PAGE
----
To reduce the payroll tax burden on employers, employee retention credits are provided to employers whose businesses are fully or partially suspended due to government orders that results in a 20% or more decline in gross receipts. A refundable credit can be taken against employment taxes up to 50% of qualified wages (up to $10,000). Also, businesses can defer payment of payroll taxes accrued before December 31, 2020 and pay 50% of taxes due on December 31, 2021 and the remaining 50% on December 31, 2022.
Net operating losses recognized by businesses can now be used to offset 100% of income (up from 80%) in 2019 and 2020, and net operating losses experienced in 2018, 2019 and 2020 can be carried back for up to five years.
In addition to a stimulus for businesses, the CARES Act also aids individuals in the form of one-time stimulus checks, enhanced unemployment benefits, deferral of student loan interest payments, above-the-line charitable deductions and penalty-free access to funds in retirement accounts. The CARES Act authorizes the FDIC to temporarily remove coverage limits for noninterest-bearing transactional bank accounts through December 31, 2020 to help people rest assured that their bank deposits are safe. Some experts believe the FDIC will act to waive the $250,000 limit to the extent it did during the financial crisis from 2008-2012.
Stimulus checks: Individuals who earn less than $75,000 per year are entitled to a one-time payment of $1,200 ($2,400 for joint filers earning less than $150,000 per year). Payments are phased out as earnings exceed the numbers above and are fully phased out at $99,000 in earnings for an individual ($198,000 for joint filers). Individuals with children are entitled to receive $500 per child regardless of income.
Unemployment benefits: The CARES Act extends unemployment benefits to 39 weeks and increases amounts paid by states under their programs by $600 per week per individual.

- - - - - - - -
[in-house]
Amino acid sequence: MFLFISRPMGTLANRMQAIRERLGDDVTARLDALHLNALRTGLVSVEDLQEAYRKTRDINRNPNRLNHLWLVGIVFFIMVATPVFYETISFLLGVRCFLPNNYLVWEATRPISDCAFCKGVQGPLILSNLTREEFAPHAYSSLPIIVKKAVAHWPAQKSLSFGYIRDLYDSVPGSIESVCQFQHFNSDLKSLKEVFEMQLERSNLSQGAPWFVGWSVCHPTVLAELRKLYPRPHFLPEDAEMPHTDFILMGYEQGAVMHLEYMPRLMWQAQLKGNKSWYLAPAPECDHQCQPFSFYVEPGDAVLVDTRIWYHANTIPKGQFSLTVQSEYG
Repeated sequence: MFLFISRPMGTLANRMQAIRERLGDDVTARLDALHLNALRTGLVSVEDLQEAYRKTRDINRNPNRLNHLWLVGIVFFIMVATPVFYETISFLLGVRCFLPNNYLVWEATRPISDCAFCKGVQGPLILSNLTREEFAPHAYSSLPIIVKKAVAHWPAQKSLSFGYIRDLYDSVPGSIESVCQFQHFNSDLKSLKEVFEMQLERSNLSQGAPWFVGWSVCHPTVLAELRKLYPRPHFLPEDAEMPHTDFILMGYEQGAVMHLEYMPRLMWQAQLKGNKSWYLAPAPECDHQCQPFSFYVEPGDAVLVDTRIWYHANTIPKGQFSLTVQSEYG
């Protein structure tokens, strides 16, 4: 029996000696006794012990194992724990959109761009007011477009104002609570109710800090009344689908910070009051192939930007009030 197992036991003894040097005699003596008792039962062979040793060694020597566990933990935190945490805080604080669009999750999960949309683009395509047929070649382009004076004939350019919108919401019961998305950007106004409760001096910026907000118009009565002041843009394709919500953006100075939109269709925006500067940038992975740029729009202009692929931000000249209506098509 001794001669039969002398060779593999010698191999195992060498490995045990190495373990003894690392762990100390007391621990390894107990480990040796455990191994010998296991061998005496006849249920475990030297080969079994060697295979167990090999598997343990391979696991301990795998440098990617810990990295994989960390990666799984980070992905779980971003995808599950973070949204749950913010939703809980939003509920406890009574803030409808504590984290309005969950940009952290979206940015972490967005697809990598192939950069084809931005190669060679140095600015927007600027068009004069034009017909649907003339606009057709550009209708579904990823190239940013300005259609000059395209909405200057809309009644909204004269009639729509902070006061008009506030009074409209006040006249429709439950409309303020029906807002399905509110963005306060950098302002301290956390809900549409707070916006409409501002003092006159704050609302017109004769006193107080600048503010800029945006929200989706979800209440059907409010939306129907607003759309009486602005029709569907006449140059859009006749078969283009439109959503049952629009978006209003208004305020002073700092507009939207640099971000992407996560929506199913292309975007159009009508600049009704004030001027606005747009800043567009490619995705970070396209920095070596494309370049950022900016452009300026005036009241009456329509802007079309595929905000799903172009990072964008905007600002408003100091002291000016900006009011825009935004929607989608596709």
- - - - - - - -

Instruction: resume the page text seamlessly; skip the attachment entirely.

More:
Student loans: Federal student loan borrowers can defer loan payments through September 30, 2020, without incurring interest or penalties for doing so.
Charitable deductions: Prior to the CARES Act, charitable contributions were not deductible for individual tax filers who elected the standard deduction and did not itemize deductions, and for itemizers, deductions for charitable gifts were limited to 60% of the contributor’s adjusted gross income (AGI). The CARES Act now allows non-itemizers to deduct charitable contributions up to $300 and the AGI limitation for itemizers is increased to 100%.
IRA withdrawals: Individuals under age 59-½ are now permitted to take penalty-free withdrawals of up to $100,000 from their retirement plans if they (or a spouse or child) are diagnosed with COVID-19, or if they suffer adverse financial consequences due to quarantine, furlough or reduced hours. Also, required minimum distributions from retirement plans are suspended for 2020.
If you have additional questions regarding these new rules and how they might impact you or your business, please contact your relationship manager or Wealth Strategist to discuss in further detail.
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These recent legislative updates make major changes to existing laws and will impact nearly all Americans. This paper is not meant to be exhaustive, as the legislation is voluminous. For example, the laws provide significant assistance to the healthcare industry, Medicare and Medicaid programs, air carrier workers and others that are not specifically addressed here, but we attempted to capture the essence of the laws and provide context for our clients. This publication is for general information only. The discussion of any tax-planning alternatives and other observations herein are not intended as legal or tax advice, and do not take into account the particular wealth planning objectives, financial situation or needs of individual clients.
Wills, trusts, foundations and wealth-planning strategies have legal, tax, accounting and other implications. Clients should consult a legal or tax advisor.